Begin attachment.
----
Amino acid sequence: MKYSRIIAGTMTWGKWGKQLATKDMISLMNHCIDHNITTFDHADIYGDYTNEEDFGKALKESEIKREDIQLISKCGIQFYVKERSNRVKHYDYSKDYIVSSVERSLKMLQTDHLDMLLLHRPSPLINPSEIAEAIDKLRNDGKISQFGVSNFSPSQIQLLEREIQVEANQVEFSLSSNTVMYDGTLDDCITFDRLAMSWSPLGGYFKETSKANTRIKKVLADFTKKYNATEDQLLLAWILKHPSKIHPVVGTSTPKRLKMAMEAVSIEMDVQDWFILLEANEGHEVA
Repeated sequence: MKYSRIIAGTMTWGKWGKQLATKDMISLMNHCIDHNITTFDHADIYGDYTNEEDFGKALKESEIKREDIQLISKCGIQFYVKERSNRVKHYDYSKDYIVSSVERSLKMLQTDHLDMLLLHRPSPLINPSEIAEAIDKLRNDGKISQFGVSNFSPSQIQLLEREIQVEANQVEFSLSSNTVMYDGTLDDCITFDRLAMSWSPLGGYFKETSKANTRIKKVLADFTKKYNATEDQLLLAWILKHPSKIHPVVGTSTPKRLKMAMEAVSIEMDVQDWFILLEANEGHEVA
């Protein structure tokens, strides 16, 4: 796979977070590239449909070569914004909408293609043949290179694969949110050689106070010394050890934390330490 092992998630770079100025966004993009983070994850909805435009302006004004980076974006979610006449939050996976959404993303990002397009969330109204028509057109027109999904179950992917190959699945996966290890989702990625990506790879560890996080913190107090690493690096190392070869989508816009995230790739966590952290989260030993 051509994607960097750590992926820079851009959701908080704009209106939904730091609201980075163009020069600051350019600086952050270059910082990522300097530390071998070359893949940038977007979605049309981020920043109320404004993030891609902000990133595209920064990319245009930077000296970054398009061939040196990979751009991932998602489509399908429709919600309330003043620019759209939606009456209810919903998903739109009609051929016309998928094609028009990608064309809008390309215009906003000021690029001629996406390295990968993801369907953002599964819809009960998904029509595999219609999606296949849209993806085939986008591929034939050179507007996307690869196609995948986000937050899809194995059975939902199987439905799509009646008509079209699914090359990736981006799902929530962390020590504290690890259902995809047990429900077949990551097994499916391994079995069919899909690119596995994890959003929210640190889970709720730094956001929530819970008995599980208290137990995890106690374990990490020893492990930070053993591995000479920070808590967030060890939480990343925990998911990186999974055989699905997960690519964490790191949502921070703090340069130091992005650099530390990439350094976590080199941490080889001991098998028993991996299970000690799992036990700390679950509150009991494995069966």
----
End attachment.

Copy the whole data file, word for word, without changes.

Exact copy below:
Amino acid sequence: MKYSRIIAGTMTWGKWGKQLATKDMISLMNHCIDHNITTFDHADIYGDYTNEEDFGKALKESEIKREDIQLISKCGIQFYVKERSNRVKHYDYSKDYIVSSVERSLKMLQTDHLDMLLLHRPSPLINPSEIAEAIDKLRNDGKISQFGVSNFSPSQIQLLEREIQVEANQVEFSLSSNTVMYDGTLDDCITFDRLAMSWSPLGGYFKETSKANTRIKKVLADFTKKYNATEDQLLLAWILKHPSKIHPVVGTSTPKRLKMAMEAVSIEMDVQDWFILLEANEGHEVA
Repeated sequence: MKYSRIIAGTMTWGKWGKQLATKDMISLMNHCIDHNITTFDHADIYGDYTNEEDFGKALKESEIKREDIQLISKCGIQFYVKERSNRVKHYDYSKDYIVSSVERSLKMLQTDHLDMLLLHRPSPLINPSEIAEAIDKLRNDGKISQFGVSNFSPSQIQLLEREIQVEANQVEFSLSSNTVMYDGTLDDCITFDRLAMSWSPLGGYFKETSKANTRIKKVLADFTKKYNATEDQLLLAWILKHPSKIHPVVGTSTPKRLKMAMEAVSIEMDVQDWFILLEANEGHEVA
């Protein structure tokens, strides 16, 4: 796979977070590239449909070569914004909408293609043949290179694969949110050689106070010394050890934390330490 092992998630770079100025966004993009983070994850909805435009302006004004980076974006979610006449939050996976959404993303990002397009969330109204028509057109027109999904179950992917190959699945996966290890989702990625990506790879560890996080913190107090690493690096190392070869989508816009995230790739966590952290989260030993 051509994607960097750590992926820079851009959701908080704009209106939904730091609201980075163009020069600051350019600086952050270059910082990522300097530390071998070359893949940038977007979605049309981020920043109320404004993030891609902000990133595209920064990319245009930077000296970054398009061939040196990979751009991932998602489509399908429709919600309330003043620019759209939606009456209810919903998903739109009609051929016309998928094609028009990608064309809008390309215009906003000021690029001629996406390295990968993801369907953002599964819809009960998904029509595999219609999606296949849209993806085939986008591929034939050179507007996307690869196609995948986000937050899809194995059975939902199987439905799509009646008509079209699914090359990736981006799902929530962390020590504290690890259902995809047990429900077949990551097994499916391994079995069919899909690119596995994890959003929210640190889970709720730094956001929530819970008995599980208290137990995890106690374990990490020893492990930070053993591995000479920070808590967030060890939480990343925990998911990186999974055989699905997960690519964490790191949502921070703090340069130091992005650099530390990439350094976590080199941490080889001991098998028993991996299970000690799992036990700390679950509150009991494995069966």